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Strategies to suppress cation vacancies in metal oxide alloys: consequences for solar energy conversion

Abstract

First-row transition metal oxides (TMOs) are promising alternative materials for inexpensive and efficient solar energy conversion. However, their conversion efficiency can be deleteriously affected by material imperfections, such as atomic vacancies. In this work, we provide examples showing that in some iron-containing TMOs, iron cation vacancy formation can be suppressed via alloying. We calculate within density functional theory+U theory the iron vacancy formation energy in binary rock-salt oxide alloys that contain iron, manganese, nickel, zinc, and/or magnesium. We demonstrate that formation of iron vacancies is less favorable if we choose to alloy iron(II) oxide with metals that cannot readily accept vacancy-generated holes, e.g., magnesium, manganese, nickel, or zinc. Since there are less available sites for holes and the holes are forced to reside on iron cations, the driving force for iron vacancy formation decreases. These results are consistent with an experiment observing a sharp drop in cation vacancy concentration upon alloying iron(II) oxide with manganese.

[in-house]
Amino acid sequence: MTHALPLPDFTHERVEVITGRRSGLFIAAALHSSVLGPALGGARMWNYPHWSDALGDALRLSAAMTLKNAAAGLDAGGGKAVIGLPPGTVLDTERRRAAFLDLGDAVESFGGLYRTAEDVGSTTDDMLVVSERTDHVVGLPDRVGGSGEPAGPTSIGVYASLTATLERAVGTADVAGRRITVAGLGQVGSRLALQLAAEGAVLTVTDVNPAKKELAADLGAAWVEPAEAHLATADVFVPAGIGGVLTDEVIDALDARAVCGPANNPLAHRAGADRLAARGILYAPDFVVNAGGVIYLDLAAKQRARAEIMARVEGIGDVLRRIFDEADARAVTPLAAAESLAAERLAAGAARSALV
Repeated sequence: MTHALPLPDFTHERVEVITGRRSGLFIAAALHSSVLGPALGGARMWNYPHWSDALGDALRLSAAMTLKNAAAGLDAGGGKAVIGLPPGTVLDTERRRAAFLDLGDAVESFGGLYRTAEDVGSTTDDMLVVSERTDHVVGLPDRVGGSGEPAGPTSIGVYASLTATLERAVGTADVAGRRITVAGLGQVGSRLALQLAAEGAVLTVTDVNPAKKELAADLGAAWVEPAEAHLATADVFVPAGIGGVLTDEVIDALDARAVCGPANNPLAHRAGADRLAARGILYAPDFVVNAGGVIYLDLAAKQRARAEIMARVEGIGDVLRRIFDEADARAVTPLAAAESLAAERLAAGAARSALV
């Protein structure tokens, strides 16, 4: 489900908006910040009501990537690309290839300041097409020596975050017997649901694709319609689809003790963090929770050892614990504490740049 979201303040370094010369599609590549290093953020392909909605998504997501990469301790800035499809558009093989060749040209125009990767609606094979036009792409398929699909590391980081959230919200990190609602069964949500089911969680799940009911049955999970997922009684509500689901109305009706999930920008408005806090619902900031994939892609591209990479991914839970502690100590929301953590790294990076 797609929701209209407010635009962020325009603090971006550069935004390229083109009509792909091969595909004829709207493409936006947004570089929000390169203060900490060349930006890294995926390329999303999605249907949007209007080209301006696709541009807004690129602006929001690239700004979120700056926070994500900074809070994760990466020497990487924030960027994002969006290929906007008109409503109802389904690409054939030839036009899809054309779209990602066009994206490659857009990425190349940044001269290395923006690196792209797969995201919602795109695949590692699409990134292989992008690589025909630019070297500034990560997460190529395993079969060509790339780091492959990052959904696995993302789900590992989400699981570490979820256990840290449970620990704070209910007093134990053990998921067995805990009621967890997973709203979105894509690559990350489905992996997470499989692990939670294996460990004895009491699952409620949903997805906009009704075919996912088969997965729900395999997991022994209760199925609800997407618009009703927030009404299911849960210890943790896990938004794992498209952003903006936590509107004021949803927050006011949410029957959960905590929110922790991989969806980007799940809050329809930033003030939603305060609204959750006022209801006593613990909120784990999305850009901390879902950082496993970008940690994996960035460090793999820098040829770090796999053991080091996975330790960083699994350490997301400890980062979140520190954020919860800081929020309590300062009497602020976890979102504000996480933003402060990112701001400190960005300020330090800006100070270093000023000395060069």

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Acknowledgements

E.A.C. thanks the U.S. Department of Energy, Basic Energy Sciences for funding this project. This research used resources of the National Energy Research Scientific Computing Center, which is supported by the Office of Science of the U.S. Department of Energy under Contract No. DE-AC02-05CH11231. A portion of the research was performed using EMSL, a national scientific user facility sponsored by the Department of Energy’s Office of Biological and Environmental Research and located at Pacific Northwest National Laboratory (PNNL). Research leading to these results also received funding from the European Union Seventh Framework Programme (FP7/2007-2013) under grant agreement number [254227] to M.C.T. M.C.T. also acknowledges the Sara Lee Schupf Award from the Weizmann Institute, the New England Fund stipend from the Technion, and the L’Oréal-Unesco-Israel Award. We thank Andrew Ritzmann from Princeton University for helpful discussion.

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Correspondence to Maytal Caspary Toroker.

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Toroker, M.C., Carter, E.A. Strategies to suppress cation vacancies in metal oxide alloys: consequences for solar energy conversion. J Mater Sci 50, 5715–5722 (2015). https://doi.org/10.1007/s10853-015-9113-y

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Keywords

  • Cation Vacancy
  • Iron Metal
  • Valence Band Edge
  • Iron Cation
  • Iron Vacancy